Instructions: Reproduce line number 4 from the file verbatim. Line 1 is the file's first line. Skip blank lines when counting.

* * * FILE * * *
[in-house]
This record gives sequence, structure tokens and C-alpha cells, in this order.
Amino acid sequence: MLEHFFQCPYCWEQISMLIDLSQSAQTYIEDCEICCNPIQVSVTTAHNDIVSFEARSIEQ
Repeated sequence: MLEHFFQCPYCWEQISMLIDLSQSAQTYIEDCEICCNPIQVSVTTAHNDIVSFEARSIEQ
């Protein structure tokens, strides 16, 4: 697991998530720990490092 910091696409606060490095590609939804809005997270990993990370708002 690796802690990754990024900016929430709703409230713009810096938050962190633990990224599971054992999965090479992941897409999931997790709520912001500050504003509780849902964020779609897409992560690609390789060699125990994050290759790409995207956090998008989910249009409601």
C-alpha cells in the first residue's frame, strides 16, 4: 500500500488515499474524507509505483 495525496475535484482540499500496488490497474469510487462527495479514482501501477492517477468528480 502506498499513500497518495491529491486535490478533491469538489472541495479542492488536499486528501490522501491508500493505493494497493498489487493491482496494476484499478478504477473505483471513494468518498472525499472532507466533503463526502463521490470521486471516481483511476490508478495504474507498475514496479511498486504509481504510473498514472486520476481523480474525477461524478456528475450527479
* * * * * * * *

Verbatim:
Repeated sequence: MLEHFFQCPYCWEQISMLIDLSQSAQTYIEDCEICCNPIQVSVTTAHNDIVSFEARSIEQ